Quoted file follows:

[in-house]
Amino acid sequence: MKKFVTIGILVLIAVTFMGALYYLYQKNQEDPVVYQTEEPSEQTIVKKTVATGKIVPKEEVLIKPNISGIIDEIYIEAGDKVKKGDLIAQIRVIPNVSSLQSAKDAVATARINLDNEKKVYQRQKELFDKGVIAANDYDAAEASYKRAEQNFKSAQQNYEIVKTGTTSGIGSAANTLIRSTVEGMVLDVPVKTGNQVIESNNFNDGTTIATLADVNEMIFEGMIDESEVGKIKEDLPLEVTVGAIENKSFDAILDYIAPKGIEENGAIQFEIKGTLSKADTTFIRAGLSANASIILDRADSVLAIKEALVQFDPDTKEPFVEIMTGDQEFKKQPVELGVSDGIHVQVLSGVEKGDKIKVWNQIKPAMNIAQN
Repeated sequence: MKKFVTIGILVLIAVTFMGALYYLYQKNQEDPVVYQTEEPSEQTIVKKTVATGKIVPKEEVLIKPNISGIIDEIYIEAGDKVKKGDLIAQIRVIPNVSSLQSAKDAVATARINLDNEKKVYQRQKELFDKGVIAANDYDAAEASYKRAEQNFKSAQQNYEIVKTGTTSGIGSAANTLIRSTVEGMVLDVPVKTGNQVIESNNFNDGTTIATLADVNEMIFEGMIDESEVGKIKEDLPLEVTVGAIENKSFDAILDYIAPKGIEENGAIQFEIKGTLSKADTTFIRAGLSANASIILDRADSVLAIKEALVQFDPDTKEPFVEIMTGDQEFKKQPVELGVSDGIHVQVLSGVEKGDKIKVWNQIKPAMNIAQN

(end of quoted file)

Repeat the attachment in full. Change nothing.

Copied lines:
[in-house]
Amino acid sequence: MKKFVTIGILVLIAVTFMGALYYLYQKNQEDPVVYQTEEPSEQTIVKKTVATGKIVPKEEVLIKPNISGIIDEIYIEAGDKVKKGDLIAQIRVIPNVSSLQSAKDAVATARINLDNEKKVYQRQKELFDKGVIAANDYDAAEASYKRAEQNFKSAQQNYEIVKTGTTSGIGSAANTLIRSTVEGMVLDVPVKTGNQVIESNNFNDGTTIATLADVNEMIFEGMIDESEVGKIKEDLPLEVTVGAIENKSFDAILDYIAPKGIEENGAIQFEIKGTLSKADTTFIRAGLSANASIILDRADSVLAIKEALVQFDPDTKEPFVEIMTGDQEFKKQPVELGVSDGIHVQVLSGVEKGDKIKVWNQIKPAMNIAQN
Repeated sequence: MKKFVTIGILVLIAVTFMGALYYLYQKNQEDPVVYQTEEPSEQTIVKKTVATGKIVPKEEVLIKPNISGIIDEIYIEAGDKVKKGDLIAQIRVIPNVSSLQSAKDAVATARINLDNEKKVYQRQKELFDKGVIAANDYDAAEASYKRAEQNFKSAQQNYEIVKTGTTSGIGSAANTLIRSTVEGMVLDVPVKTGNQVIESNNFNDGTTIATLADVNEMIFEGMIDESEVGKIKEDLPLEVTVGAIENKSFDAILDYIAPKGIEENGAIQFEIKGTLSKADTTFIRAGLSANASIILDRADSVLAIKEALVQFDPDTKEPFVEIMTGDQEFKKQPVELGVSDGIHVQVLSGVEKGDKIKVWNQIKPAMNIAQN